SAN FRANCISCO (KCBS) – President Barack Obama signed an executive order Thursday that will permanently ban oil drilling off the Northern California coast by expanding the Gulf of the Farallones and Cordell Bank National Marine Sanctuaries.
The president’s order set into motion 18 to 24 months of hearings and reviews by the National Oceanic and Atmospheric Administration. It also sidesteps a Republican-controlled House of Representatives that had thwarted efforts to protect thousands of square miles of the Pacific Ocean from Bodega Bay to Mendocino.
Drilling has been banned through short-term moratoria. But retiring Congresswoman Lynn Woolsey (D-Petaluma) convinced the White House to use the NOAA sanctuary process to enact a permanent moratorium.
KCBS’ Doug Sovern Reports:
“This is a matter of economic common sense. Jobs and livelihoods hang in the balance. Our commercial fishing industry depends on a thriving marine ecosystem,” said Woolsey, who has fought to protect the coastline for years.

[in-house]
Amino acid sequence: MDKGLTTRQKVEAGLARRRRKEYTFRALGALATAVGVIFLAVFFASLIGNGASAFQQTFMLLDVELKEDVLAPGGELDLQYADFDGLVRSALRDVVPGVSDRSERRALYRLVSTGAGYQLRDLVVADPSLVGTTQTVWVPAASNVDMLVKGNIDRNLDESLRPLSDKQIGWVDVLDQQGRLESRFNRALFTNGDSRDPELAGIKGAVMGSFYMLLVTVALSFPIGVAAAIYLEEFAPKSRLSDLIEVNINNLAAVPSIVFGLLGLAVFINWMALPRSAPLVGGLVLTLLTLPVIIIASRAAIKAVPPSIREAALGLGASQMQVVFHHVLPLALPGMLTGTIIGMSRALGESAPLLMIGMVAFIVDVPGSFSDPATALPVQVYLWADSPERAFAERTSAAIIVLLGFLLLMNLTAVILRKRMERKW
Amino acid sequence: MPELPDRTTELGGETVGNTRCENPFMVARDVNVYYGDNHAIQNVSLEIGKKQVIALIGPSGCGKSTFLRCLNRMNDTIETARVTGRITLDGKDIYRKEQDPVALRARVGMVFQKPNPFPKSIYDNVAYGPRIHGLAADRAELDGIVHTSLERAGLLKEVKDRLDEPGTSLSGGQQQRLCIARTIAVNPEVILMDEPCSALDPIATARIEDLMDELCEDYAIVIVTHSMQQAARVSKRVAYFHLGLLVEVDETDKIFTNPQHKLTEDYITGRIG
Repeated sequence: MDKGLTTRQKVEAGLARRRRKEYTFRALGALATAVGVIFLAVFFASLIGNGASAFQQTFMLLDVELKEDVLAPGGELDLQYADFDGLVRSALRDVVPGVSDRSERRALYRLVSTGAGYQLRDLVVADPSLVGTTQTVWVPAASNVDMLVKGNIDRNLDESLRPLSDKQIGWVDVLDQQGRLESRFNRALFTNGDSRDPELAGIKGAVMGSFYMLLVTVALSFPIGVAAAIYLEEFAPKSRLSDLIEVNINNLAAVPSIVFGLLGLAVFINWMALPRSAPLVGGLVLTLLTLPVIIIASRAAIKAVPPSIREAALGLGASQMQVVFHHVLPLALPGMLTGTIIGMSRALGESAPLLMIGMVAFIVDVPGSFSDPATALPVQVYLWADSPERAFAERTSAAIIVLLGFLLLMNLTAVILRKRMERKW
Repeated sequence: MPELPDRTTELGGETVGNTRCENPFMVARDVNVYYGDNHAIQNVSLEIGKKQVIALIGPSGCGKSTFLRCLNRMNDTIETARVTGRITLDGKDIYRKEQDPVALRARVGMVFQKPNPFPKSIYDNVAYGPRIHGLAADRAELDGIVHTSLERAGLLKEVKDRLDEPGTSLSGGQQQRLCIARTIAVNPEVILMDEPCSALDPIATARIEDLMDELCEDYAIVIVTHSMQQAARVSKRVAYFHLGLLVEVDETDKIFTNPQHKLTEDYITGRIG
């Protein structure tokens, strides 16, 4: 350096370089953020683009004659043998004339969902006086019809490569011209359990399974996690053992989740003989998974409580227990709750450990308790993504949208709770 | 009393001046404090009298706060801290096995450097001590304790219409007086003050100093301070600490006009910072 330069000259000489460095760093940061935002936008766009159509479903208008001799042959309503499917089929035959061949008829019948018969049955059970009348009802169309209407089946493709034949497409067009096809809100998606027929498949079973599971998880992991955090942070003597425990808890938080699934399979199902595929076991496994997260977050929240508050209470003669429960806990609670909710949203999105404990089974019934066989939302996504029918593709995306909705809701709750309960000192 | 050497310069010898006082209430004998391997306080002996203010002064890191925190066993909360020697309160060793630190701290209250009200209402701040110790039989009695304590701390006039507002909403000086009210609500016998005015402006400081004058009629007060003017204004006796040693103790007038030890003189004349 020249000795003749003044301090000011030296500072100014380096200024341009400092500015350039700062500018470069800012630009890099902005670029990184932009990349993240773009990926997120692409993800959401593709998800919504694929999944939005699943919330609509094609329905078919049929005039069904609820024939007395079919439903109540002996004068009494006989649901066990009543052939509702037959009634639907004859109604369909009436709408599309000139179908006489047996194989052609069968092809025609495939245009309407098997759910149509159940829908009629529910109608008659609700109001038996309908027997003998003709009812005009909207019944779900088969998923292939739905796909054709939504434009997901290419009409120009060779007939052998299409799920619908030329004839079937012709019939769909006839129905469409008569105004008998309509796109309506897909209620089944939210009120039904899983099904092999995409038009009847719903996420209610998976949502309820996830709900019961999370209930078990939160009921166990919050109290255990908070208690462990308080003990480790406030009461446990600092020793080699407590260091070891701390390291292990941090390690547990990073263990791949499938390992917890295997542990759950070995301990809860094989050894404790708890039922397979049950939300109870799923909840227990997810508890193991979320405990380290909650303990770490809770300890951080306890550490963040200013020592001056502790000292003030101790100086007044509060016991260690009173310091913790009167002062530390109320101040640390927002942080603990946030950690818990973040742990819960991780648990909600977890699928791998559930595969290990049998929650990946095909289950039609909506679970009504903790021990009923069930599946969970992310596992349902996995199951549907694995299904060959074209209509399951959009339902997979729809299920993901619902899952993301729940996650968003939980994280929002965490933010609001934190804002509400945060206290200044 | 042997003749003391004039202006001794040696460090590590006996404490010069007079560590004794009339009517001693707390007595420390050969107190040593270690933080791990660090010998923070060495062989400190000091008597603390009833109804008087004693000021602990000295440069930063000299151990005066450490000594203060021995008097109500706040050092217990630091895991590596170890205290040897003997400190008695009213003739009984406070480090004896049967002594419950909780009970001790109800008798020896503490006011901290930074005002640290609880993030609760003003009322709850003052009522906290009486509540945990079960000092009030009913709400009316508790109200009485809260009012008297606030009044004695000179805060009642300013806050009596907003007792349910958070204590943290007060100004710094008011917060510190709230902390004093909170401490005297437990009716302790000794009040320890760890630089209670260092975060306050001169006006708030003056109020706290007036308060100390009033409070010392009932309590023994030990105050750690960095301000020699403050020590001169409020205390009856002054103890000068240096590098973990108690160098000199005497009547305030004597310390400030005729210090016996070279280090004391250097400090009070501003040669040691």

“No one is going to vacation on the Sonoma Coast if they’re going to be looking at oil derricks,” she said.
The oil industry opposes adding another 50 miles of coastline up to 30 miles out to sea to the existing reserves that extend from Big Sur to Marin County, but approval by NOAA is almost certain once the hearings conclude.
NOAA has the power to set aside those waters for protection without Congressional approval, creating what some have characterized as a marine equivalent of a national park.
Congressman Sam Farr (D-Monterey) described the area as a “Yosemite of the Sea,” saying it is the culmination of years of work by Bay Area members of Congress.
“We’ll have almost the entire California coast in Northern California protected from adverse, detrimental mining and other kinds of activities which are incompatible with fish habitats,” Farr said.
Sen. Barbara Boxer proudly announced a doubling of the two marine sanctuaries. “We’re saving one of the state’s most prized treasures,” Boxer said.
“We will protect this area forever from oil and gas drilling, the introduction of non-native species, discharges from cruise ships and other vessels, and disturbance of the sea bed,” she said.
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